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The carboxy-terminal acidic domain of Rift Valley Fever virus NSs protein is essential for the formation of filamentous structures but not for the nuclear localization of the protein

Yadani, F.Z., Kohl, A., Préhaud, C., Billecocq, A., and Bouloy, M. (1999) The carboxy-terminal acidic domain of Rift Valley Fever virus NSs protein is essential for the formation of filamentous structures but not for the nuclear localization of the protein. Journal of Virology, 73 (6). pp. 5018-5025. ISSN 0022-538X

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Publisher's URL: http://jvi.asm.org/content/73/6/5018.full

Abstract

The ambisense S segment of Rift Valley fever (RVF) virus (a phlebovirus in the Bunyaviridae family) codes for two proteins: the viral complementary-sense RNA for the N nucleoprotein and the genomic-sense RNA for the nonstructural protein NSs. Except for the fact that the NSs protein is phosphorylated and forms filamentous structures in the nuclei of infected cells (R. Swanepoel and N. K. Blackburn, J. Gen. Virol. 34:557-561, 1977), its role is poorly understood, especially since the replication cycle of all these viruses takes place in the cytoplasm. To investigate the mechanisms involved in filament formation, we expressed NSs in mammalian cells via a recombinant Semliki Forest virus and demonstrated that the protein alone was able to form structures similar to those observed in RVF virus-infected cells, indicating that the presence of other RVF virus proteins is not required for filament formation. The yeast two-hybrid system was used to show that the protein interacts with itself and to map the interacting domains. Various deletion and substitution mutants were constructed, and the mutant proteins were analyzed by immunoprecipitation, Western blotting and immunofluorescence. These experiments indicated that the 10 to 17 amino acids of the carboxy-terminal domain were involved in self-association of the protein and that deletion of this acidic carboxy-terminal domain prevents the protein from forming filaments but does not affect its nuclear localization. The role of two phosphorylation sites present in this domain was also investigated, but they were not found to have a major influence on the formation of the nuclear filament.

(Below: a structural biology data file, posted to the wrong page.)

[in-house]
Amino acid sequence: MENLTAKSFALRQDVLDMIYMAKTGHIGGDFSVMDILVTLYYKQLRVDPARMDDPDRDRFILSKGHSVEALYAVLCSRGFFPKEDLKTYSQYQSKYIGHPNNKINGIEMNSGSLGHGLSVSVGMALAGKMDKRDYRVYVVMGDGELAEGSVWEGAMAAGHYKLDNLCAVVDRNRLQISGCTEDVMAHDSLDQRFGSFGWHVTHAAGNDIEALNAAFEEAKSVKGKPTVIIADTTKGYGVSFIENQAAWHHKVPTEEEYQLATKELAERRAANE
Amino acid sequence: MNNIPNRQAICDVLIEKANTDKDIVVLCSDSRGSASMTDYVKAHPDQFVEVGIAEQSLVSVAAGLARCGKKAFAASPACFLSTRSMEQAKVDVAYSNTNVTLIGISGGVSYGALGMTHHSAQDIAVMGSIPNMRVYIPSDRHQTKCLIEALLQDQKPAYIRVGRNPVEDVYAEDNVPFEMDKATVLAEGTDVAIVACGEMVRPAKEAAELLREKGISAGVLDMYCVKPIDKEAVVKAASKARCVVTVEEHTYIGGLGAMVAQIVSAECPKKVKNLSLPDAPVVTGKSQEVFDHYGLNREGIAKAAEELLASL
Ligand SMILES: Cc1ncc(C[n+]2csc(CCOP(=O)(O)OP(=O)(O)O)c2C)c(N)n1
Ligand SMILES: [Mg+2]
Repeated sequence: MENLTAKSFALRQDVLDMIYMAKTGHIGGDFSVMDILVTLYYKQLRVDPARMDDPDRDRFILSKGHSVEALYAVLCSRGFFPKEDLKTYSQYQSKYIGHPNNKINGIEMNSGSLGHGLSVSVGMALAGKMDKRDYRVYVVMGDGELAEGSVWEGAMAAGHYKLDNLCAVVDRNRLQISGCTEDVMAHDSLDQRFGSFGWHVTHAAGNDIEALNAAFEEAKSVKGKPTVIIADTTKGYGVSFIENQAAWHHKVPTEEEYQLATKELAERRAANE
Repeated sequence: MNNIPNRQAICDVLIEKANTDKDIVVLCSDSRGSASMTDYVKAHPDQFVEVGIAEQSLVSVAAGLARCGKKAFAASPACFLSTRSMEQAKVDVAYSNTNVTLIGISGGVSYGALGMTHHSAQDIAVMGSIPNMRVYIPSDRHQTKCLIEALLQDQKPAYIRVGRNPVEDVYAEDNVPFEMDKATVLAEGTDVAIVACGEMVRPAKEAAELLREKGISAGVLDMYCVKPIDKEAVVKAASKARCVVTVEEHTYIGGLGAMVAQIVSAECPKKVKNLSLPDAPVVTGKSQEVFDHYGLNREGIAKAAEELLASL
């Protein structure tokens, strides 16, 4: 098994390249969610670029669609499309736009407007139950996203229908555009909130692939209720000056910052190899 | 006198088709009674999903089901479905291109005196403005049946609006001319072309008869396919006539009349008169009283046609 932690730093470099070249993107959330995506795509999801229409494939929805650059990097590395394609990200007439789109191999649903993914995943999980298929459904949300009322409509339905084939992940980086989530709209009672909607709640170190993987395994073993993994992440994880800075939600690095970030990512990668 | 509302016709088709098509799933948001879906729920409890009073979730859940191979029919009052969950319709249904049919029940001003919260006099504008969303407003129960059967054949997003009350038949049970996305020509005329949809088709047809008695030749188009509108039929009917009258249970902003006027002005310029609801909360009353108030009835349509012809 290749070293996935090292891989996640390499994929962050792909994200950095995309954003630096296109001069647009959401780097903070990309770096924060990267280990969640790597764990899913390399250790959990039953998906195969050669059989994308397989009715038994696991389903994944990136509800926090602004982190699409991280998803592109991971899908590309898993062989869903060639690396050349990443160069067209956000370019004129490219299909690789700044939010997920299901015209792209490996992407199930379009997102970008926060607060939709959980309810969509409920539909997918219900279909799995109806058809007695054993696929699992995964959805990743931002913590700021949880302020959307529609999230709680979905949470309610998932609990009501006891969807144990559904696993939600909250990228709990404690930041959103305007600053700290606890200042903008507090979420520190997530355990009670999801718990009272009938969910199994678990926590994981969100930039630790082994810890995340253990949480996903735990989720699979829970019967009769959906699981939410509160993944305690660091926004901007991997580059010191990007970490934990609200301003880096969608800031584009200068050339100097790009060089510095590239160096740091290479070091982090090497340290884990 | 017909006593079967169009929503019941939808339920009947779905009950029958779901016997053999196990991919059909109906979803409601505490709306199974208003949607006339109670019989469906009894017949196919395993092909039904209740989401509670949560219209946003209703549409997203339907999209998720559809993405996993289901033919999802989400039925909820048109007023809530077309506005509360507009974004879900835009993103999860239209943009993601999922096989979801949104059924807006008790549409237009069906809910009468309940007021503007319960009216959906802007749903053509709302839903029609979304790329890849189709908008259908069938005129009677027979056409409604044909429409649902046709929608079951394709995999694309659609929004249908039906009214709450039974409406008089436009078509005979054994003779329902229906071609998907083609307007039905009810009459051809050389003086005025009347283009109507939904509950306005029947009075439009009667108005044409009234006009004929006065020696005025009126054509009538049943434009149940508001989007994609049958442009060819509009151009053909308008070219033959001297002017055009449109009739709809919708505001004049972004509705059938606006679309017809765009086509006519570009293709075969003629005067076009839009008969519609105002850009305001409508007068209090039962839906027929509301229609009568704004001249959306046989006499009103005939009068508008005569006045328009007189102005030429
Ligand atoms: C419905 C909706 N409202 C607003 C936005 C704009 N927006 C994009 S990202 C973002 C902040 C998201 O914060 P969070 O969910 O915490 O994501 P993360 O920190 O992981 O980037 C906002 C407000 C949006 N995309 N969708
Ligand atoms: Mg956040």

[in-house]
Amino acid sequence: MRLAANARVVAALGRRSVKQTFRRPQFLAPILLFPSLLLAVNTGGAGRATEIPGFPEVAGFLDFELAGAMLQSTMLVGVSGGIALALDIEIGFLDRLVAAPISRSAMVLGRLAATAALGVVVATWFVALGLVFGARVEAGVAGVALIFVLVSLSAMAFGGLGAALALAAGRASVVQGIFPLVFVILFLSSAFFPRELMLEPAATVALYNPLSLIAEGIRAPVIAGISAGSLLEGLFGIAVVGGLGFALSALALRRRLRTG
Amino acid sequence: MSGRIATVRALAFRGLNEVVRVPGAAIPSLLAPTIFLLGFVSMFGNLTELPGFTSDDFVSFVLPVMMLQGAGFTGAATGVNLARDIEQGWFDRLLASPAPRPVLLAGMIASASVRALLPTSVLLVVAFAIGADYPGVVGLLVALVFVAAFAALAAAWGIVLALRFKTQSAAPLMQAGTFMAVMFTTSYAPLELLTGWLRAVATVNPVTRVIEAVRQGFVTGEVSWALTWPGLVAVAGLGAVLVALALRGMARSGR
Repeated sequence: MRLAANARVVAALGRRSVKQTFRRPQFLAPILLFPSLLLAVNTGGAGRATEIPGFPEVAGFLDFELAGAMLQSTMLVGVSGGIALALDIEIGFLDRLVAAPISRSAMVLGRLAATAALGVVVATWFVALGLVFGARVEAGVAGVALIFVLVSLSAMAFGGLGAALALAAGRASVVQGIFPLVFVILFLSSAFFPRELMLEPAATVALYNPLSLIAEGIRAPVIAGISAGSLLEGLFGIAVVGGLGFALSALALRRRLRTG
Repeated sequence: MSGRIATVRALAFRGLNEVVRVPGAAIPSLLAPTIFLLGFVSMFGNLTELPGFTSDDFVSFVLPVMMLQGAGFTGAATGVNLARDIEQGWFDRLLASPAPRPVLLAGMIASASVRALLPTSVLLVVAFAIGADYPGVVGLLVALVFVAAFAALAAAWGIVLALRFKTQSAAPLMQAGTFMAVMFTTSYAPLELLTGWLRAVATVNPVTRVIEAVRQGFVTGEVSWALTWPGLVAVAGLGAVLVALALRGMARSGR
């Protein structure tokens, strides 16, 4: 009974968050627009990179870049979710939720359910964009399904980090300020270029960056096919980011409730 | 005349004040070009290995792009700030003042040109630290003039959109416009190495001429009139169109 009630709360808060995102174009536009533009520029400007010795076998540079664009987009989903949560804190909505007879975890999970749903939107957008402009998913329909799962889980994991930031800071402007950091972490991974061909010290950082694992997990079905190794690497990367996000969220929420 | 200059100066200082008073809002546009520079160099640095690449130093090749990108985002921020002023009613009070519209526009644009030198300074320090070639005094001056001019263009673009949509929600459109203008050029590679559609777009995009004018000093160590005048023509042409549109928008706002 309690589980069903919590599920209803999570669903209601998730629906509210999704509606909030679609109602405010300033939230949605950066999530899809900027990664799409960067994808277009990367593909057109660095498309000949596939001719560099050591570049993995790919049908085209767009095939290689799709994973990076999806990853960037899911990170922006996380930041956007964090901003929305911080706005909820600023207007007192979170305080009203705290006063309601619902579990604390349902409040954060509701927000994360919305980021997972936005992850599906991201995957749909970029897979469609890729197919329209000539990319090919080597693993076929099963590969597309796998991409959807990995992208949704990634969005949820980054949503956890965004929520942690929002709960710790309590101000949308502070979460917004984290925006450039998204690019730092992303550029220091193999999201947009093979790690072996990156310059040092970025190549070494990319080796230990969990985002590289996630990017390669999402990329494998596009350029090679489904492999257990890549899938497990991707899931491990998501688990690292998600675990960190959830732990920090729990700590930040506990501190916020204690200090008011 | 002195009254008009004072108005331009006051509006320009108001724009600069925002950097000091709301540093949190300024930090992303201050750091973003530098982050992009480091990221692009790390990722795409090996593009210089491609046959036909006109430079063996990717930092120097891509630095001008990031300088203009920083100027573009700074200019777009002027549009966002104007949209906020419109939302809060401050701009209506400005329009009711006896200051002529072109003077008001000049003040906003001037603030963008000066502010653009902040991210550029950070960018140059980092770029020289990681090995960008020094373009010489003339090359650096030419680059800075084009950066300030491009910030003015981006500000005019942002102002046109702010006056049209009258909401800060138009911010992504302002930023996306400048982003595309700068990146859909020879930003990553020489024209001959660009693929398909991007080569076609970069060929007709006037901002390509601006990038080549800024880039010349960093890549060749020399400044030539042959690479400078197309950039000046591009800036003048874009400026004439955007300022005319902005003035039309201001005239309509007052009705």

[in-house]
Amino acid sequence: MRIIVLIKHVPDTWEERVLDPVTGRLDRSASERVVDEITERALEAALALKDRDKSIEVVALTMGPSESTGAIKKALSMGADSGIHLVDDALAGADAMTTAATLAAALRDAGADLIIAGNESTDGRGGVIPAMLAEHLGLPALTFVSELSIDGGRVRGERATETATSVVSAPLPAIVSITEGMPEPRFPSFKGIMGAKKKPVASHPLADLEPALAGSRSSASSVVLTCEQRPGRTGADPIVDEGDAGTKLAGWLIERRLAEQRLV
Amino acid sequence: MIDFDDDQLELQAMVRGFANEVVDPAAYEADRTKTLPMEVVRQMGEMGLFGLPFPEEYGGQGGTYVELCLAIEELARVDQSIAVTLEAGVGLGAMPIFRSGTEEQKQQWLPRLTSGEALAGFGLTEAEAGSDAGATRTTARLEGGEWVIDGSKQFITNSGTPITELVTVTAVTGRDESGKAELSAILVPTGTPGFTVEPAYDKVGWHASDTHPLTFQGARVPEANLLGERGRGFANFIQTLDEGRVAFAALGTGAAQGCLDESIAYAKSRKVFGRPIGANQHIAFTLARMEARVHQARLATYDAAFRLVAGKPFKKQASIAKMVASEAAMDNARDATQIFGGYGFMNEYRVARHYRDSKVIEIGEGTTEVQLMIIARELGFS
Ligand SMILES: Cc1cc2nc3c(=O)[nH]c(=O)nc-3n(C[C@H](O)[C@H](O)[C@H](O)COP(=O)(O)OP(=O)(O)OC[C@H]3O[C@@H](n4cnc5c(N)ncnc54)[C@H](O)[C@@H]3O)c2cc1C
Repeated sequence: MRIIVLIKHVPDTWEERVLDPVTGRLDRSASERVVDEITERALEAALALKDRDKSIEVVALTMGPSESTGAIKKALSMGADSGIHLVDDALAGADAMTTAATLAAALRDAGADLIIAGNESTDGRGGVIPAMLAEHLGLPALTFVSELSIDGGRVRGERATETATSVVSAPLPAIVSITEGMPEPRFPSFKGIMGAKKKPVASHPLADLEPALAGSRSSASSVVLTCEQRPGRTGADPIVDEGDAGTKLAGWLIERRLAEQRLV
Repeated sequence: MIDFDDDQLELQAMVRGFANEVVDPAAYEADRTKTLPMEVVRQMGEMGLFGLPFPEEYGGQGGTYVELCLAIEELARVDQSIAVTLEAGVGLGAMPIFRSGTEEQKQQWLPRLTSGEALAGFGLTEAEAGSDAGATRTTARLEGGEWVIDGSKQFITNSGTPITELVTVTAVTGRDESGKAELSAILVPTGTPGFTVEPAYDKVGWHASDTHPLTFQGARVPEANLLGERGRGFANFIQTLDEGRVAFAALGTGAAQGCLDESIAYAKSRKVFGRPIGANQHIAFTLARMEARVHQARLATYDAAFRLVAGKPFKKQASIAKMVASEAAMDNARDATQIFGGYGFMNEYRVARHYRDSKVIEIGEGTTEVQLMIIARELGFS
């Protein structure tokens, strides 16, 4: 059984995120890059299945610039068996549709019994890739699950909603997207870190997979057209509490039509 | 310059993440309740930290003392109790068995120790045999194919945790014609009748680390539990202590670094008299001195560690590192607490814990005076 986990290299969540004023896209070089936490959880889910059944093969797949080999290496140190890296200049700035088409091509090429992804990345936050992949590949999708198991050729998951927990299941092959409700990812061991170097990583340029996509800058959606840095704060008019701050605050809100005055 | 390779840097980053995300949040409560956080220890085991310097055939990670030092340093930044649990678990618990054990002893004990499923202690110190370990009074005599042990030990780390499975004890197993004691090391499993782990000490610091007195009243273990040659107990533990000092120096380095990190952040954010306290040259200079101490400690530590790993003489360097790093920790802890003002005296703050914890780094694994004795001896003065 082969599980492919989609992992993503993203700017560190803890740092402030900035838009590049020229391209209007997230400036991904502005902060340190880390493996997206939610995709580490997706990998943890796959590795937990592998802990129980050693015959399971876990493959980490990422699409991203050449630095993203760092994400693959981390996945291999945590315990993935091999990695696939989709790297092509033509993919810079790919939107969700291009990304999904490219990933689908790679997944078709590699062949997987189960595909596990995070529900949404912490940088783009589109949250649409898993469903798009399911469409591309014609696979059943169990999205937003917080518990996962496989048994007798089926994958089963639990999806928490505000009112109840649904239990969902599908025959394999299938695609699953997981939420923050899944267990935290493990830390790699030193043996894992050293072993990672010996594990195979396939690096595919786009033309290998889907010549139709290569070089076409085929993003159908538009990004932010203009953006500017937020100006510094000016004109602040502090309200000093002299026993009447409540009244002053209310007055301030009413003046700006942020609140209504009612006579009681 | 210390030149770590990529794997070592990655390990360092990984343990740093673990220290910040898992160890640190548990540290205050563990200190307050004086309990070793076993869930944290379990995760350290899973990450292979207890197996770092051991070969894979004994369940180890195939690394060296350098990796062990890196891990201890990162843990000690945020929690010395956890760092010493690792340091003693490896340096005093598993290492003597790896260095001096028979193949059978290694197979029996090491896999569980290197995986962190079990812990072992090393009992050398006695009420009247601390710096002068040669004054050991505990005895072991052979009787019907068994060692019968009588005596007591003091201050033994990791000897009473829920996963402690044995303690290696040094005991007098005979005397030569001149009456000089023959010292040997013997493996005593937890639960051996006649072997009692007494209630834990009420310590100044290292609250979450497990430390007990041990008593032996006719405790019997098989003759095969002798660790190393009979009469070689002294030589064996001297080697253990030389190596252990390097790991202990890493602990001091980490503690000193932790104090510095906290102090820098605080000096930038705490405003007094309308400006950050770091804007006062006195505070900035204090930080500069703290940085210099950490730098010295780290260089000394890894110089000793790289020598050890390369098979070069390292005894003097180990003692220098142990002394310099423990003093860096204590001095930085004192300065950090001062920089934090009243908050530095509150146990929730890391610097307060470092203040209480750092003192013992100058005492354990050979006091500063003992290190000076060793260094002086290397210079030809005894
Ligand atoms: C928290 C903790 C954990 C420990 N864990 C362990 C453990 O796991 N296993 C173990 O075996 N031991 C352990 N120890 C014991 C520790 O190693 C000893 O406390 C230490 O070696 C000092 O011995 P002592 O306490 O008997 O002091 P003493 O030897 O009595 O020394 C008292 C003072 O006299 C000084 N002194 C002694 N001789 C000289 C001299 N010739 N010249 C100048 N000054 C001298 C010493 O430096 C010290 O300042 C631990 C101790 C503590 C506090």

Item Type:Article
Status:Published
Refereed:Yes
Glasgow Author(s) Enlighten ID:Kohl, Dr Alain
Authors: Yadani, F.Z., Kohl, A., Préhaud, C., Billecocq, A., and Bouloy, M.
College/School:College of Medical Veterinary and Life Sciences > Institute of Infection Immunity and Inflammation > Centre for Virus Research
Journal Name:Journal of Virology
Journal Abbr.:J. Virol
ISSN:0022-538X
ISSN (Online):1098-5514

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